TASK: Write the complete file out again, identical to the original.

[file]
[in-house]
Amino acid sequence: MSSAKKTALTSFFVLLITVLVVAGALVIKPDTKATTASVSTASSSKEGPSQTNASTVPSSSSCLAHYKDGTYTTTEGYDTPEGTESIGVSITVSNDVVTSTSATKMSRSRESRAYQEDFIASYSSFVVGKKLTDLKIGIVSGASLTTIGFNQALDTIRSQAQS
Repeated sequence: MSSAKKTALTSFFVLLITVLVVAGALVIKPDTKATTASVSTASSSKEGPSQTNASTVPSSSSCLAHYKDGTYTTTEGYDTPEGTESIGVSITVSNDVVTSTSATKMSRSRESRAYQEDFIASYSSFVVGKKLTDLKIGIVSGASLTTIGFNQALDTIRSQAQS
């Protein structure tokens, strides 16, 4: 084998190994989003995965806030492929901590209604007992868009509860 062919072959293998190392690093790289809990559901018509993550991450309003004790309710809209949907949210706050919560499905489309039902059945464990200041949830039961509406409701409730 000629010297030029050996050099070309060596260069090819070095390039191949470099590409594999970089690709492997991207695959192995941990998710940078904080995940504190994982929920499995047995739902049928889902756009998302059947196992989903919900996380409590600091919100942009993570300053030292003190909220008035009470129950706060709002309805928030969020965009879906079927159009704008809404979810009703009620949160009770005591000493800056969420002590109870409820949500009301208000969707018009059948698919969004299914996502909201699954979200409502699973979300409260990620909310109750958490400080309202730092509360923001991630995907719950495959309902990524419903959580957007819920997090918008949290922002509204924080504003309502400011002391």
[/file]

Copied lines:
[in-house]
Amino acid sequence: MSSAKKTALTSFFVLLITVLVVAGALVIKPDTKATTASVSTASSSKEGPSQTNASTVPSSSSCLAHYKDGTYTTTEGYDTPEGTESIGVSITVSNDVVTSTSATKMSRSRESRAYQEDFIASYSSFVVGKKLTDLKIGIVSGASLTTIGFNQALDTIRSQAQS
Repeated sequence: MSSAKKTALTSFFVLLITVLVVAGALVIKPDTKATTASVSTASSSKEGPSQTNASTVPSSSSCLAHYKDGTYTTTEGYDTPEGTESIGVSITVSNDVVTSTSATKMSRSRESRAYQEDFIASYSSFVVGKKLTDLKIGIVSGASLTTIGFNQALDTIRSQAQS
């Protein structure tokens, strides 16, 4: 084998190994989003995965806030492929901590209604007992868009509860 062919072959293998190392690093790289809990559901018509993550991450309003004790309710809209949907949210706050919560499905489309039902059945464990200041949830039961509406409701409730 000629010297030029050996050099070309060596260069090819070095390039191949470099590409594999970089690709492997991207695959192995941990998710940078904080995940504190994982929920499995047995739902049928889902756009998302059947196992989903919900996380409590600091919100942009993570300053030292003190909220008035009470129950706060709002309805928030969020965009879906079927159009704008809404979810009703009620949160009770005591000493800056969420002590109870409820949500009301208000969707018009059948698919969004299914996502909201699954979200409502699973979300409260990620909310109750958490400080309202730092509360923001991630995907719950495959309902990524419903959580957007819920997090918008949290922002509204924080504003309502400011002391």